AMD versus Intel – One Month Later
Just one month ago, we took a look at the availability of Athlon CPUs in comparison to their Pentium III counterparts in our review of the Athlon 850. According to Intel representatives that we talked to while attending their Developer Forum, the shortages of the Pentium III would begin to clear up. Well, have they?
The Pentium III 800 is finally more readily available than it was last month, we have seen the CPU pop up in a number of OEM systems and have managed to track down a few vendors online that carry the CPU in stock for between $800 and $900, although a couple of vendors were willing to part with the CPU at the “low” cost of $1000.
In contrast, we have seen the Athlon 850 and Athlon 800 gain much more exposure than their 800MHz Pentium III counterpart, both in systems and out of them. Compaq and Gateway are already offering systems based on the 850MHz CPUs for under $3000, and at the same time, we have seen about 20 online vendors carrying the 850 for around $800, if not less. If 20 vendors isn’t enough, we have counted over 50 online vendors that carry the 800MHz parts, which are currently priced between $500 and $600.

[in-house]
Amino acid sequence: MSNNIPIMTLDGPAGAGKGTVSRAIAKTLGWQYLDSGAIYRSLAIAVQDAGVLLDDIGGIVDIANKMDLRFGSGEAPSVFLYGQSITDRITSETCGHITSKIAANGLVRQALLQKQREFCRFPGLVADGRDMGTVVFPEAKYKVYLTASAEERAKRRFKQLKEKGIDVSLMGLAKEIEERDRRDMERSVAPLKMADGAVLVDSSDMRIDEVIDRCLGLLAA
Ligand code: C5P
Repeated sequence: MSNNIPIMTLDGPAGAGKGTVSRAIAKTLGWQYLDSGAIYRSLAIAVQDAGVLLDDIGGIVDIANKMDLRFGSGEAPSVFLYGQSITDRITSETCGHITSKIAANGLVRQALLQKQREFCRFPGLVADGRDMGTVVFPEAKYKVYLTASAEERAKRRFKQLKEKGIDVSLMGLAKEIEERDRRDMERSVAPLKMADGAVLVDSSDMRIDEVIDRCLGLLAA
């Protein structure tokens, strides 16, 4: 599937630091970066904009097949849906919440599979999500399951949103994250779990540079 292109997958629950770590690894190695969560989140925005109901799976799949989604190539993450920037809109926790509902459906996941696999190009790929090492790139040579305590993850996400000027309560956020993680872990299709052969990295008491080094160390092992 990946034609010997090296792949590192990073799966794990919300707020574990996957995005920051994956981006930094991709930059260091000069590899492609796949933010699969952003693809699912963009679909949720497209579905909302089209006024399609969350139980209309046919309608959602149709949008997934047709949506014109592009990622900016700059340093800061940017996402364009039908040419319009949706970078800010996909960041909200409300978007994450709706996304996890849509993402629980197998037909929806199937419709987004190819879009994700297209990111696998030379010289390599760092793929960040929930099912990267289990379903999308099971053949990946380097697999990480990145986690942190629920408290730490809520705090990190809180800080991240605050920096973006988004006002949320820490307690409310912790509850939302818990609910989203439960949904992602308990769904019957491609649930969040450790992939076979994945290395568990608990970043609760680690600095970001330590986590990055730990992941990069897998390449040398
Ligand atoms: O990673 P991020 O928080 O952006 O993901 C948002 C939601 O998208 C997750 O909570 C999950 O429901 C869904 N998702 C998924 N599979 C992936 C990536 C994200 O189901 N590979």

Once you get below the 800MHz clock speed for AMD the price drops considerably. The 750 could be had anywhere between $350 - $450 and the 700 was everywhere for as low as $250, but it usually fell around $325. The Athlon’s counterpart, the Pentium III ran for about $650 for the 750MHz version and between $400 and $500 for the 733/700MHz parts.
On the lower end, the Pentium III 600 has dropped to below $300 while the Athlon 600 is going for $200 or less.
There is still a clear difference in price between the Athlon and the Pentium III, but it is not nearly as bad as it was just one month ago when we took a look at the Athlon 850. The rule still stands that while the full speed on-die L2 cache of the Pentium III may give it a clock for clock performance advantage, the price to performance ratio of the Athlon is continuing to give AMD the edge, especially with the release of the KX133 chipset from VIA that helped to drop motherboard prices and increase performance in the professional level OpenGL arena.